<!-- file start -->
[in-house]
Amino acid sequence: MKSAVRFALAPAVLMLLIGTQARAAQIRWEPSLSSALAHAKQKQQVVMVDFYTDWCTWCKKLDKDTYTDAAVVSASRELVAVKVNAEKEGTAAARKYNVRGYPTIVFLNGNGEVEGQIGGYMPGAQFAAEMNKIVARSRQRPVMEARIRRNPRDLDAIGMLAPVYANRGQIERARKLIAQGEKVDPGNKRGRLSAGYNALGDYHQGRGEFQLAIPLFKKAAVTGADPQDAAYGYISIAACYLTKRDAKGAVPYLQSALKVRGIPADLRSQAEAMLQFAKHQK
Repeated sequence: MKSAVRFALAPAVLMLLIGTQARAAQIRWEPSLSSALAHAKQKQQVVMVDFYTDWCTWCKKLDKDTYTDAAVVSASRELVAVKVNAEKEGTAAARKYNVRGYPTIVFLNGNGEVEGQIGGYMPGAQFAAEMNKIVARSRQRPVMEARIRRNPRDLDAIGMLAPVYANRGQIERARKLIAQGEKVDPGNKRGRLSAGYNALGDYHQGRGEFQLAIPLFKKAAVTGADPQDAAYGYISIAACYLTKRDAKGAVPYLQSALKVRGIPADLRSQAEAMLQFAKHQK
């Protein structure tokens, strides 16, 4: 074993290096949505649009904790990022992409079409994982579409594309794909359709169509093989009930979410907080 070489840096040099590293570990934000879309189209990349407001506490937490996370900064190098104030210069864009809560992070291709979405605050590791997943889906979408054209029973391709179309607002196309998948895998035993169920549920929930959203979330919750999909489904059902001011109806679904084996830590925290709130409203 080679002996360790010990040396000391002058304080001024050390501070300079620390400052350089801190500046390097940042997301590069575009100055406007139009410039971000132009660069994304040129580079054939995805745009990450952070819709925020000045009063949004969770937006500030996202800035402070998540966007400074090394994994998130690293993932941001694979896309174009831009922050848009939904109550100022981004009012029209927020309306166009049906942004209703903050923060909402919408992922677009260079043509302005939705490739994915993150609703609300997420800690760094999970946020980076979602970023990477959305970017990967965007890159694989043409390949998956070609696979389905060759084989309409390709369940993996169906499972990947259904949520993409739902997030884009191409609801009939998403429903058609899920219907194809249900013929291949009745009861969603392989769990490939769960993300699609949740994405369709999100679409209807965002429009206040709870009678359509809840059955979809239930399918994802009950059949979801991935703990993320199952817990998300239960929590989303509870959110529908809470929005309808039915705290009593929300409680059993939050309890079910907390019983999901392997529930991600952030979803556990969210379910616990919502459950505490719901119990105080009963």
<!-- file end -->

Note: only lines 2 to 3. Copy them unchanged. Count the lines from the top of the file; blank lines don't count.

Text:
Amino acid sequence: MKSAVRFALAPAVLMLLIGTQARAAQIRWEPSLSSALAHAKQKQQVVMVDFYTDWCTWCKKLDKDTYTDAAVVSASRELVAVKVNAEKEGTAAARKYNVRGYPTIVFLNGNGEVEGQIGGYMPGAQFAAEMNKIVARSRQRPVMEARIRRNPRDLDAIGMLAPVYANRGQIERARKLIAQGEKVDPGNKRGRLSAGYNALGDYHQGRGEFQLAIPLFKKAAVTGADPQDAAYGYISIAACYLTKRDAKGAVPYLQSALKVRGIPADLRSQAEAMLQFAKHQK
Repeated sequence: MKSAVRFALAPAVLMLLIGTQARAAQIRWEPSLSSALAHAKQKQQVVMVDFYTDWCTWCKKLDKDTYTDAAVVSASRELVAVKVNAEKEGTAAARKYNVRGYPTIVFLNGNGEVEGQIGGYMPGAQFAAEMNKIVARSRQRPVMEARIRRNPRDLDAIGMLAPVYANRGQIERARKLIAQGEKVDPGNKRGRLSAGYNALGDYHQGRGEFQLAIPLFKKAAVTGADPQDAAYGYISIAACYLTKRDAKGAVPYLQSALKVRGIPADLRSQAEAMLQFAKHQK